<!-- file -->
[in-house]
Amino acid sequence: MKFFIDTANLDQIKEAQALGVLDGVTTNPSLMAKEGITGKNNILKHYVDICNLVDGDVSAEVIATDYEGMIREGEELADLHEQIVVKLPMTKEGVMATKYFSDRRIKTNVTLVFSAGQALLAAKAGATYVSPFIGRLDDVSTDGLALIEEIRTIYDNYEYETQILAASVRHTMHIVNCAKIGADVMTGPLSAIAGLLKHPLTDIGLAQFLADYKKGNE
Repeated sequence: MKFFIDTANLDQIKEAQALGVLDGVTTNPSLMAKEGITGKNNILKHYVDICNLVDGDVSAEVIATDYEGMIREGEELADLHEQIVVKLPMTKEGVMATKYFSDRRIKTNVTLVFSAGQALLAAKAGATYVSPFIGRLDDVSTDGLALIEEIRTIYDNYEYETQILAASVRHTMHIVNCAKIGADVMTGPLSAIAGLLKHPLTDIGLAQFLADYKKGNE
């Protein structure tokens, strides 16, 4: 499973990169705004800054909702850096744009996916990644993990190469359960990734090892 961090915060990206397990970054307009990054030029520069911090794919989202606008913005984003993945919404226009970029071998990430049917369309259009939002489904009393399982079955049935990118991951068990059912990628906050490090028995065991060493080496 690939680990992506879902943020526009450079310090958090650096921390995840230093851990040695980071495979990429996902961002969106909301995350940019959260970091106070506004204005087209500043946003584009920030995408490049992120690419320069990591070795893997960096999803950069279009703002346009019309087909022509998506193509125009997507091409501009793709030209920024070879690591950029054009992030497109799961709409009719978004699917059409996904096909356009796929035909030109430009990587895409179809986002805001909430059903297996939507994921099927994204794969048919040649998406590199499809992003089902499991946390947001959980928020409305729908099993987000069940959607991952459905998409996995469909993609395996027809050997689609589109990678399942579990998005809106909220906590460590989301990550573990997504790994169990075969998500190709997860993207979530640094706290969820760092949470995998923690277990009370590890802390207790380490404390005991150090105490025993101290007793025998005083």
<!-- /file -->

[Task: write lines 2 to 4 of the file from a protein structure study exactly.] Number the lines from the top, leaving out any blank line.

Amino acid sequence: MKFFIDTANLDQIKEAQALGVLDGVTTNPSLMAKEGITGKNNILKHYVDICNLVDGDVSAEVIATDYEGMIREGEELADLHEQIVVKLPMTKEGVMATKYFSDRRIKTNVTLVFSAGQALLAAKAGATYVSPFIGRLDDVSTDGLALIEEIRTIYDNYEYETQILAASVRHTMHIVNCAKIGADVMTGPLSAIAGLLKHPLTDIGLAQFLADYKKGNE
Repeated sequence: MKFFIDTANLDQIKEAQALGVLDGVTTNPSLMAKEGITGKNNILKHYVDICNLVDGDVSAEVIATDYEGMIREGEELADLHEQIVVKLPMTKEGVMATKYFSDRRIKTNVTLVFSAGQALLAAKAGATYVSPFIGRLDDVSTDGLALIEEIRTIYDNYEYETQILAASVRHTMHIVNCAKIGADVMTGPLSAIAGLLKHPLTDIGLAQFLADYKKGNE
């Protein structure tokens, strides 16, 4: 499973990169705004800054909702850096744009996916990644993990190469359960990734090892 961090915060990206397990970054307009990054030029520069911090794919989202606008913005984003993945919404226009970029071998990430049917369309259009939002489904009393399982079955049935990118991951068990059912990628906050490090028995065991060493080496 690939680990992506879902943020526009450079310090958090650096921390995840230093851990040695980071495979990429996902961002969106909301995350940019959260970091106070506004204005087209500043946003584009920030995408490049992120690419320069990591070795893997960096999803950069279009703002346009019309087909022509998506193509125009997507091409501009793709030209920024070879690591950029054009992030497109799961709409009719978004699917059409996904096909356009796929035909030109430009990587895409179809986002805001909430059903297996939507994921099927994204794969048919040649998406590199499809992003089902499991946390947001959980928020409305729908099993987000069940959607991952459905998409996995469909993609395996027809050997689609589109990678399942579990998005809106909220906590460590989301990550573990997504790994169990075969998500190709997860993207979530640094706290969820760092949470995998923690277990009370590890802390207790380490404390005991150090105490025993101290007793025998005083």